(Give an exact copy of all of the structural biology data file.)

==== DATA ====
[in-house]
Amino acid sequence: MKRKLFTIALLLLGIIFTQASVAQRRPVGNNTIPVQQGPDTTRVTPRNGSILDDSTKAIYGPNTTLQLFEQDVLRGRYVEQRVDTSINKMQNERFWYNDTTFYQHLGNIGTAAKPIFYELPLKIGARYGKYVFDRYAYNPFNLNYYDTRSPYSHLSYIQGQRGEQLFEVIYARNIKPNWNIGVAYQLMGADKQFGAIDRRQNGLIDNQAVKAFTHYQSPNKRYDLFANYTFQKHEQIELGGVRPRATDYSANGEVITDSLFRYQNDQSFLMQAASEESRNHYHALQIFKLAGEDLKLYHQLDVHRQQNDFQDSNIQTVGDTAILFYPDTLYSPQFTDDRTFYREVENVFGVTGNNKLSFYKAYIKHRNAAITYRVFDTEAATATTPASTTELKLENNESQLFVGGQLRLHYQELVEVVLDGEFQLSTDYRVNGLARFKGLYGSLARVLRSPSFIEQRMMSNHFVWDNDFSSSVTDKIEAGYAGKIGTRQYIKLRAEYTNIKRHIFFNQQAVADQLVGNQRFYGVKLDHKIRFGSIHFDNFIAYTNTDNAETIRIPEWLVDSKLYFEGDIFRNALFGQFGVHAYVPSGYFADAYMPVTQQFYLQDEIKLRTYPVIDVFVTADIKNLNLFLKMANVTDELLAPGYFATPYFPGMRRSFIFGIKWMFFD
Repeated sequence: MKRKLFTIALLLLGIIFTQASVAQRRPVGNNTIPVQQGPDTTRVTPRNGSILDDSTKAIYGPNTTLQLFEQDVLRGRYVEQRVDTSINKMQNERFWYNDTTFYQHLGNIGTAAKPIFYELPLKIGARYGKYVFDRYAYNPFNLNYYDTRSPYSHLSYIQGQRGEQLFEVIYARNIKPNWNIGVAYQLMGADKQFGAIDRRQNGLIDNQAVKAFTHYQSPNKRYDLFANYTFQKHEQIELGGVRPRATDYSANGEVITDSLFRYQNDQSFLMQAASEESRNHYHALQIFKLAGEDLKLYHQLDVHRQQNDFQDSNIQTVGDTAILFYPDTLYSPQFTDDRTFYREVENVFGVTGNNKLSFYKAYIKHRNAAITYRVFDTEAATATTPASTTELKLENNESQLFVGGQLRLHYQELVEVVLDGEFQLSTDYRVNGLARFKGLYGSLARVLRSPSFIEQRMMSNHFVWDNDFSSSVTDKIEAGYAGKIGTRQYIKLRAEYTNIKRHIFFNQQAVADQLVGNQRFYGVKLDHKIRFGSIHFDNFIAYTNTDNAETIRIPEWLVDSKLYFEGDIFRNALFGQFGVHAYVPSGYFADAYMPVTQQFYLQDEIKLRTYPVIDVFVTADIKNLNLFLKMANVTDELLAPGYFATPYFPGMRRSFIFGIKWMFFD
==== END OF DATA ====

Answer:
[in-house]
Amino acid sequence: MKRKLFTIALLLLGIIFTQASVAQRRPVGNNTIPVQQGPDTTRVTPRNGSILDDSTKAIYGPNTTLQLFEQDVLRGRYVEQRVDTSINKMQNERFWYNDTTFYQHLGNIGTAAKPIFYELPLKIGARYGKYVFDRYAYNPFNLNYYDTRSPYSHLSYIQGQRGEQLFEVIYARNIKPNWNIGVAYQLMGADKQFGAIDRRQNGLIDNQAVKAFTHYQSPNKRYDLFANYTFQKHEQIELGGVRPRATDYSANGEVITDSLFRYQNDQSFLMQAASEESRNHYHALQIFKLAGEDLKLYHQLDVHRQQNDFQDSNIQTVGDTAILFYPDTLYSPQFTDDRTFYREVENVFGVTGNNKLSFYKAYIKHRNAAITYRVFDTEAATATTPASTTELKLENNESQLFVGGQLRLHYQELVEVVLDGEFQLSTDYRVNGLARFKGLYGSLARVLRSPSFIEQRMMSNHFVWDNDFSSSVTDKIEAGYAGKIGTRQYIKLRAEYTNIKRHIFFNQQAVADQLVGNQRFYGVKLDHKIRFGSIHFDNFIAYTNTDNAETIRIPEWLVDSKLYFEGDIFRNALFGQFGVHAYVPSGYFADAYMPVTQQFYLQDEIKLRTYPVIDVFVTADIKNLNLFLKMANVTDELLAPGYFATPYFPGMRRSFIFGIKWMFFD
Repeated sequence: MKRKLFTIALLLLGIIFTQASVAQRRPVGNNTIPVQQGPDTTRVTPRNGSILDDSTKAIYGPNTTLQLFEQDVLRGRYVEQRVDTSINKMQNERFWYNDTTFYQHLGNIGTAAKPIFYELPLKIGARYGKYVFDRYAYNPFNLNYYDTRSPYSHLSYIQGQRGEQLFEVIYARNIKPNWNIGVAYQLMGADKQFGAIDRRQNGLIDNQAVKAFTHYQSPNKRYDLFANYTFQKHEQIELGGVRPRATDYSANGEVITDSLFRYQNDQSFLMQAASEESRNHYHALQIFKLAGEDLKLYHQLDVHRQQNDFQDSNIQTVGDTAILFYPDTLYSPQFTDDRTFYREVENVFGVTGNNKLSFYKAYIKHRNAAITYRVFDTEAATATTPASTTELKLENNESQLFVGGQLRLHYQELVEVVLDGEFQLSTDYRVNGLARFKGLYGSLARVLRSPSFIEQRMMSNHFVWDNDFSSSVTDKIEAGYAGKIGTRQYIKLRAEYTNIKRHIFFNQQAVADQLVGNQRFYGVKLDHKIRFGSIHFDNFIAYTNTDNAETIRIPEWLVDSKLYFEGDIFRNALFGQFGVHAYVPSGYFADAYMPVTQQFYLQDEIKLRTYPVIDVFVTADIKNLNLFLKMANVTDELLAPGYFATPYFPGMRRSFIFGIKWMFFD